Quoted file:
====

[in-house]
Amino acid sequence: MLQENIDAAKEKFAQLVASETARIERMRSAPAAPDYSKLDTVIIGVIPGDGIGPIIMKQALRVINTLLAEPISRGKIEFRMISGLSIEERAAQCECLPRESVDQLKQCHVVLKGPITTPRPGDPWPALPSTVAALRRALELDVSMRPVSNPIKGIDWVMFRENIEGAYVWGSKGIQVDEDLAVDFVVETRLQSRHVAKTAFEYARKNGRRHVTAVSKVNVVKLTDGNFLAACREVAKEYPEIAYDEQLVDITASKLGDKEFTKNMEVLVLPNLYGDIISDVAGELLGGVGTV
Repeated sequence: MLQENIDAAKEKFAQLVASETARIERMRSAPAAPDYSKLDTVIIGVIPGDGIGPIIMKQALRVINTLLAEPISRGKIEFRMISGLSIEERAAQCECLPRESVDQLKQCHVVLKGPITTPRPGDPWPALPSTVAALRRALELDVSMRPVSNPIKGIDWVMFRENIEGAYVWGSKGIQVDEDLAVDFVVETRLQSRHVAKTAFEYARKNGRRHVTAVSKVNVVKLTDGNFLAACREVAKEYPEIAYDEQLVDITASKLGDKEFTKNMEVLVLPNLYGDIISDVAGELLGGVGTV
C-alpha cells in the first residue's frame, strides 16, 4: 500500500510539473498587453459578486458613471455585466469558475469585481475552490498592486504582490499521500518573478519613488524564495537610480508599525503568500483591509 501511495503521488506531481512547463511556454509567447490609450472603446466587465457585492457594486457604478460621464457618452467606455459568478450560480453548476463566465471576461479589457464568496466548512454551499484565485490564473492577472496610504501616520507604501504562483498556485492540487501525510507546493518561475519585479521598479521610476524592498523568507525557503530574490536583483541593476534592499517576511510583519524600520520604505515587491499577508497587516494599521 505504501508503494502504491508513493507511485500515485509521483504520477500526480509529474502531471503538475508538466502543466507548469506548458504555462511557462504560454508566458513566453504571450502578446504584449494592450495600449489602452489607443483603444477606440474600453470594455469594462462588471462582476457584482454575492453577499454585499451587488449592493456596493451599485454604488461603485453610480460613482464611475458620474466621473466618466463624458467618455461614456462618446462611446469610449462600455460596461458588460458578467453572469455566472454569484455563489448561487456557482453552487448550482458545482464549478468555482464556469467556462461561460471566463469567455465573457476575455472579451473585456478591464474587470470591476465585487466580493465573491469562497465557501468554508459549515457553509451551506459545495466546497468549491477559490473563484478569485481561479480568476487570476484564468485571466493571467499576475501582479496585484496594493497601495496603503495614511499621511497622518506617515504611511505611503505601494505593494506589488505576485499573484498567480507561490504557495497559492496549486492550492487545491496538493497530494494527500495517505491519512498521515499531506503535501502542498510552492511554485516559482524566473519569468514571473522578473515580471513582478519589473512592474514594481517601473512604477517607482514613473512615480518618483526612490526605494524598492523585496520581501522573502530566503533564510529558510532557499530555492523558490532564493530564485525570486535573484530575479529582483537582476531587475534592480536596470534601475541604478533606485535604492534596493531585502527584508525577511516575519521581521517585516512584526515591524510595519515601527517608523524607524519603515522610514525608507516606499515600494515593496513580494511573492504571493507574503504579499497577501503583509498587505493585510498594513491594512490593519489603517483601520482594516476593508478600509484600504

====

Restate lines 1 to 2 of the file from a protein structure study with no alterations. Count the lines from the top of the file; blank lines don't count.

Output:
[in-house]
Amino acid sequence: MLQENIDAAKEKFAQLVASETARIERMRSAPAAPDYSKLDTVIIGVIPGDGIGPIIMKQALRVINTLLAEPISRGKIEFRMISGLSIEERAAQCECLPRESVDQLKQCHVVLKGPITTPRPGDPWPALPSTVAALRRALELDVSMRPVSNPIKGIDWVMFRENIEGAYVWGSKGIQVDEDLAVDFVVETRLQSRHVAKTAFEYARKNGRRHVTAVSKVNVVKLTDGNFLAACREVAKEYPEIAYDEQLVDITASKLGDKEFTKNMEVLVLPNLYGDIISDVAGELLGGVGTV